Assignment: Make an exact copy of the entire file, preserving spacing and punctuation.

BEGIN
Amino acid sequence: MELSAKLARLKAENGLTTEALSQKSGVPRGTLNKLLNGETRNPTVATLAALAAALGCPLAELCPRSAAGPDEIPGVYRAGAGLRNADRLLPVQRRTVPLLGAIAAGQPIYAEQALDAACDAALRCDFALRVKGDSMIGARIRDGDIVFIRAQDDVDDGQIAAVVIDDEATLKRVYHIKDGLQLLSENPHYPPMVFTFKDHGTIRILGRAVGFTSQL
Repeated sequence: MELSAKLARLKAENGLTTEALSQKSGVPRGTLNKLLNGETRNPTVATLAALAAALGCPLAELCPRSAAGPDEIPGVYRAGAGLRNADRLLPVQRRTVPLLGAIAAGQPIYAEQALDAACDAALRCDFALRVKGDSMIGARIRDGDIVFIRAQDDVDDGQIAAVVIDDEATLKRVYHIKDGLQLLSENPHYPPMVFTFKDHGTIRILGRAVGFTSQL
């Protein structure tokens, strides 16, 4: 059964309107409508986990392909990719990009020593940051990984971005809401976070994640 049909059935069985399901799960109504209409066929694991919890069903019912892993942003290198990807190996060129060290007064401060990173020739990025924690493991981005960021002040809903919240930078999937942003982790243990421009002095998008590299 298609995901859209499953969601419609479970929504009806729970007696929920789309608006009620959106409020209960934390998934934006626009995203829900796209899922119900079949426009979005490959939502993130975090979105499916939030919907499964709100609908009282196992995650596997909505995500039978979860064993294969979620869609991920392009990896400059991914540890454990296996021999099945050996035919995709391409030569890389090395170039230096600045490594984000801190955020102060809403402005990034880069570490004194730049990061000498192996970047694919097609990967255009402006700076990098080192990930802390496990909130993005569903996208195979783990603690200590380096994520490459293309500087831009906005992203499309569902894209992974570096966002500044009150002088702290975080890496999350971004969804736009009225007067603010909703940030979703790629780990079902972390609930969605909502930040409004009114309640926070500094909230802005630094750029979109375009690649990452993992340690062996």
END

Amino acid sequence: MELSAKLARLKAENGLTTEALSQKSGVPRGTLNKLLNGETRNPTVATLAALAAALGCPLAELCPRSAAGPDEIPGVYRAGAGLRNADRLLPVQRRTVPLLGAIAAGQPIYAEQALDAACDAALRCDFALRVKGDSMIGARIRDGDIVFIRAQDDVDDGQIAAVVIDDEATLKRVYHIKDGLQLLSENPHYPPMVFTFKDHGTIRILGRAVGFTSQL
Repeated sequence: MELSAKLARLKAENGLTTEALSQKSGVPRGTLNKLLNGETRNPTVATLAALAAALGCPLAELCPRSAAGPDEIPGVYRAGAGLRNADRLLPVQRRTVPLLGAIAAGQPIYAEQALDAACDAALRCDFALRVKGDSMIGARIRDGDIVFIRAQDDVDDGQIAAVVIDDEATLKRVYHIKDGLQLLSENPHYPPMVFTFKDHGTIRILGRAVGFTSQL
């Protein structure tokens, strides 16, 4: 059964309107409508986990392909990719990009020593940051990984971005809401976070994640 049909059935069985399901799960109504209409066929694991919890069903019912892993942003290198990807190996060129060290007064401060990173020739990025924690493991981005960021002040809903919240930078999937942003982790243990421009002095998008590299 298609995901859209499953969601419609479970929504009806729970007696929920789309608006009620959106409020209960934390998934934006626009995203829900796209899922119900079949426009979005490959939502993130975090979105499916939030919907499964709100609908009282196992995650596997909505995500039978979860064993294969979620869609991920392009990896400059991914540890454990296996021999099945050996035919995709391409030569890389090395170039230096600045490594984000801190955020102060809403402005990034880069570490004194730049990061000498192996970047694919097609990967255009402006700076990098080192990930802390496990909130993005569903996208195979783990603690200590380096994520490459293309500087831009906005992203499309569902894209992974570096966002500044009150002088702290975080890496999350971004969804736009009225007067603010909703940030979703790629780990079902972390609930969605909502930040409004009114309640926070500094909230802005630094750029979109375009690649990452993992340690062996």